We got on the road early despite the rain. I was hoping that the weather would keep people inside, off the road, and out of our hair. I was right for the most part, but I still felt like we were being watched every once in a while. There was only one place we could cross the river at and to do it we had to get on the interstate.
The back up was miles and miles long as each car had to go through a military inspection point. We finally made it through around three o’clock in the afternoon and if I hadn’t been so worried I would have cheered, we were finally in Tennessee. The problem was that things on the Tennessee side seemed to be a whole lot more militarized than I had ever dreamed it would be. There were check points, passes that you had to get to get from one checkpoint to the next, constantly showing my passport and getting my name typed into one electronic tablet after another.
“Ma’am, we show that you crossed the bridge at three o’clock this afternoon and have passed three check points since then. You don’t appear to have deviated from you proposed route but there is no way you are going to make your destination before curfew takes effect. I suggest you pull over into a traveller’s lot and then apply for a pass to the next check point in the morning.”
Looking at the young soldier I asked, “When in the morning?”
“The office opens at 0500.”
“And there’s no way …?”
“I’m afraid not ma’am. The curfew is very strict. Not abiding by it could be … dangerous.”
I was worried. We were low on fuel and food both. Bobby, Lonnie, Corey, and Mimi all had the sniffles. If I knew kids Tiff and Paulie were going to get them too and then I was more than likely going to come down with them. I couldn’t afford to get sick and I was afraid someone could get freaked out and put us in quarantine if they saw the kids with a runny nose. But there seemed to be no choice.
I pulled into the least full lot I could find and then into an empty parking spot as far from everyone as I could manage. I’d put the last of the gas in the tank when I was sure it was dark enough that no one would notice and hope the smell wouldn’t carry.
I got out of the car and taking with me two large igloo thermos bottles. “Paulie, keep the doors locked. I’m going to go see if I can find us some water.”
At his nod I turned and went up to a bulletin board that seemed to be a map of the camp. “Can I help you ma’am?”
I jumped and turned to find a man dressed like he was about to head to church. “Uh … I was … was wondering about water? I need to get my kids cleaned up.”
His eyebrows came down. “You have children? At your age?”
“Not literally mine … well maybe they are.” Taking a chance I said, “We don’t always get to pick who God gives us to care for.”
His face blanked for a moment and then he beamed. “So true little sister, so true.” After that I nearly got a tour of the entire camp and then a warning to not wander around at night because while they did their best to maintain the camp with the highest morals, a few unscrupulous men did slip through on occasion. “We must lead by example, but we shouldn’t be foolish while we do it.”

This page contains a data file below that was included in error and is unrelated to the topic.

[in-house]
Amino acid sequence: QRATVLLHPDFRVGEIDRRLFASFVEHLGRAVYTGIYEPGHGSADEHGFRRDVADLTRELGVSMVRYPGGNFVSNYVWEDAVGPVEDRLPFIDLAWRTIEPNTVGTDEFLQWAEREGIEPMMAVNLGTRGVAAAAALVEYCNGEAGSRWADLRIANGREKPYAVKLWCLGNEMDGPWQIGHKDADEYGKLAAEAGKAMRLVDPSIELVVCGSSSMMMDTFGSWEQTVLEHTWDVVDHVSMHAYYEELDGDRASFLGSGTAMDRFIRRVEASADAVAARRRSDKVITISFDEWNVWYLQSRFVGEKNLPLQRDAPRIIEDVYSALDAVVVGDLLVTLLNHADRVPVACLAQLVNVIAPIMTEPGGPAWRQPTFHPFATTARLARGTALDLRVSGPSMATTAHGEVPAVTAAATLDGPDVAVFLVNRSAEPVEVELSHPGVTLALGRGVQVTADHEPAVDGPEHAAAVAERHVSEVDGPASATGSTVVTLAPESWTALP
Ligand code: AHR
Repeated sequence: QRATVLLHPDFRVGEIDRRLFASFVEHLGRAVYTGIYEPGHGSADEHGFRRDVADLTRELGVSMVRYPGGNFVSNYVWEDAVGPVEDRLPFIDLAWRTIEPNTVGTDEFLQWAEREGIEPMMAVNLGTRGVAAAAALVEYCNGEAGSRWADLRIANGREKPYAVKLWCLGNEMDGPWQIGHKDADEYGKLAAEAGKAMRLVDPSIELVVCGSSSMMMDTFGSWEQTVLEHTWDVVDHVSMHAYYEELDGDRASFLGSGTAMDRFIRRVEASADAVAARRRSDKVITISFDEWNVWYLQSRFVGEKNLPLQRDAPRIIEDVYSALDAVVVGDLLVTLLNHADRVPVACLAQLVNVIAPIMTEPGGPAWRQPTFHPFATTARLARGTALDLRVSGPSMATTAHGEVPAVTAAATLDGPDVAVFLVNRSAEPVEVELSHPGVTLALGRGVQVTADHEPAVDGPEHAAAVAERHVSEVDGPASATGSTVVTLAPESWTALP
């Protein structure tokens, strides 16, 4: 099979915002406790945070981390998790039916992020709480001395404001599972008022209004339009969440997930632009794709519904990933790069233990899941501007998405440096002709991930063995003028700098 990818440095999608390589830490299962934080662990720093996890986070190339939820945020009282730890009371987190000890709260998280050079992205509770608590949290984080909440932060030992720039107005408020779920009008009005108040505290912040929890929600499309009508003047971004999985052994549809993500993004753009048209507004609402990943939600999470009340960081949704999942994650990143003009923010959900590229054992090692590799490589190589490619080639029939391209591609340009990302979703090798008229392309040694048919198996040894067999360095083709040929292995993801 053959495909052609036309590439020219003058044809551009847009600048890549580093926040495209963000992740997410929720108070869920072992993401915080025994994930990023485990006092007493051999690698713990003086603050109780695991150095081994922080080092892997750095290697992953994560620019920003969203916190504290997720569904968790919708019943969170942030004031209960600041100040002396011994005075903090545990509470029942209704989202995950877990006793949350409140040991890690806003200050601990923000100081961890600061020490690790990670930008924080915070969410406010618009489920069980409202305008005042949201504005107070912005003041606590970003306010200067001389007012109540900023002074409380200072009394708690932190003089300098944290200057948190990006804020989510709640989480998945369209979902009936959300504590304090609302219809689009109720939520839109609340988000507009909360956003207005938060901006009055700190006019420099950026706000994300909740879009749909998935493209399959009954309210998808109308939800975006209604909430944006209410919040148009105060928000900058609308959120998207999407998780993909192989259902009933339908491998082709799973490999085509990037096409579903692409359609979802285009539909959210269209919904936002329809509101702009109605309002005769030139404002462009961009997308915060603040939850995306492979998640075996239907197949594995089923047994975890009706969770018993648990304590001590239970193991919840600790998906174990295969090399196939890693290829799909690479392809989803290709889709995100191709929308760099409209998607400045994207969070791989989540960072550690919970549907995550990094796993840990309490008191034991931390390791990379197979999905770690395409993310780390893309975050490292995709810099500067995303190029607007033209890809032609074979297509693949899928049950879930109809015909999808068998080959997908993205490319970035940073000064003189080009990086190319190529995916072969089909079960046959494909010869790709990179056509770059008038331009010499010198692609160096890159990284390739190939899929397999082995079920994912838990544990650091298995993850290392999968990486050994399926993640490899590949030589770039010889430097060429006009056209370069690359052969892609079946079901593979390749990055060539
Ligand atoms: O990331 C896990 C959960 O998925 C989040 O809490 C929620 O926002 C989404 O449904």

I said, “Yes sir” which earned me another beaming smile.
I hated to play on the sympathies of seriously nice people … and that man and apparently those he worked with were very serious about being nice people … but I was scared that someone would get wind and interfere when we were so close to our goal. I tried not to overplay my hand and I managed to pull it off.
I decided to heed the man’s warning and was very careful about when and how I poured the last of the gas into the Clunker’s tank. As careful and as quiet as I was from a couple of car lengths away I heard one man mutter to another, “Someone has fuel. Better not catch any more gas thieves. We’ll hang them just like we hung those others over in Humbolt.”
The other man laughed nastily and said, “You’re preaching to the choir Brother.”
Mocking their hosts was one thing, talking about hanging people was something else altogether. I only slept in bits and pieces after that. I was so jittery the next morning that I had three people ask me if I was OK … three complete strangers … which explained the wide-eyed stares that Paulie and Tiff were giving me.
“What? Is my hair on backwards or something?” I asked them trying to fake them out.
Paulie said, “No. But you don’t look real good.”
I shook my head. “I’m fine, just tired. As soon as we get home everything will be OK.”
I kept telling myself that through every check point after leaving the camp at Dyersburg.
Obion and Union City were a mess to get through, full of angry and impatient people. Martin wasn’t much better. Then came Paris where I had to dig in the box of important papers I had salvaged from the duplex to prove I had property in Tennessee so could be free to travel without getting a special ID which cost money that I didn’t have. They held us up there so long I barely made it to Dover before nightfall.
“Oh please!” I begged. “We’re so close and we’ve come so far. Just let us drive the rest of the way home.”
A big guy in overalls and some kind of badge displayed prominently on his strap said, “Now little lady, if we break the rules for you we have to break the rules for everyone and that’s just not going to happen.”
I wanted to cry, nearly did. And then my heart stopped when I heard, “Dovie?”